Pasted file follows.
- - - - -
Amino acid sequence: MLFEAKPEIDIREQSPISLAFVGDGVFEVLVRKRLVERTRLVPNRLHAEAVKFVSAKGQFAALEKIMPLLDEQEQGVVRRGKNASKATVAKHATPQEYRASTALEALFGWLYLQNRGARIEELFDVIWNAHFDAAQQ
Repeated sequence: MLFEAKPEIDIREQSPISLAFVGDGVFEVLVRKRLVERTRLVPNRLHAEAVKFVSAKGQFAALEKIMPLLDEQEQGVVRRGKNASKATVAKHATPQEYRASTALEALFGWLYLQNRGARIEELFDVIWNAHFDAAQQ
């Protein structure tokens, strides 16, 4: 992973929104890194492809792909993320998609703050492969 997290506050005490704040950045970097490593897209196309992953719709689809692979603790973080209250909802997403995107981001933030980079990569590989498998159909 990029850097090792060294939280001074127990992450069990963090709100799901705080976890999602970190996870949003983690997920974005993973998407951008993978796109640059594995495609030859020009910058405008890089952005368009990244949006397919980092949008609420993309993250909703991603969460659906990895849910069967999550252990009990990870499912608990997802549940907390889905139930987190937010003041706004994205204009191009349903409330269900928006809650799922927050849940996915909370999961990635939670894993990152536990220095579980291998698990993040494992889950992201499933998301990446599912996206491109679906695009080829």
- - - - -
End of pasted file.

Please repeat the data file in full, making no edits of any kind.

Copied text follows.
Amino acid sequence: MLFEAKPEIDIREQSPISLAFVGDGVFEVLVRKRLVERTRLVPNRLHAEAVKFVSAKGQFAALEKIMPLLDEQEQGVVRRGKNASKATVAKHATPQEYRASTALEALFGWLYLQNRGARIEELFDVIWNAHFDAAQQ
Repeated sequence: MLFEAKPEIDIREQSPISLAFVGDGVFEVLVRKRLVERTRLVPNRLHAEAVKFVSAKGQFAALEKIMPLLDEQEQGVVRRGKNASKATVAKHATPQEYRASTALEALFGWLYLQNRGARIEELFDVIWNAHFDAAQQ
């Protein structure tokens, strides 16, 4: 992973929104890194492809792909993320998609703050492969 997290506050005490704040950045970097490593897209196309992953719709689809692979603790973080209250909802997403995107981001933030980079990569590989498998159909 990029850097090792060294939280001074127990992450069990963090709100799901705080976890999602970190996870949003983690997920974005993973998407951008993978796109640059594995495609030859020009910058405008890089952005368009990244949006397919980092949008609420993309993250909703991603969460659906990895849910069967999550252990009990990870499912608990997802549940907390889905139930987190937010003041706004994205204009191009349903409330269900928006809650799922927050849940996915909370999961990635939670894993990152536990220095579980291998698990993040494992889950992201499933998301990446599912996206491109679906695009080829």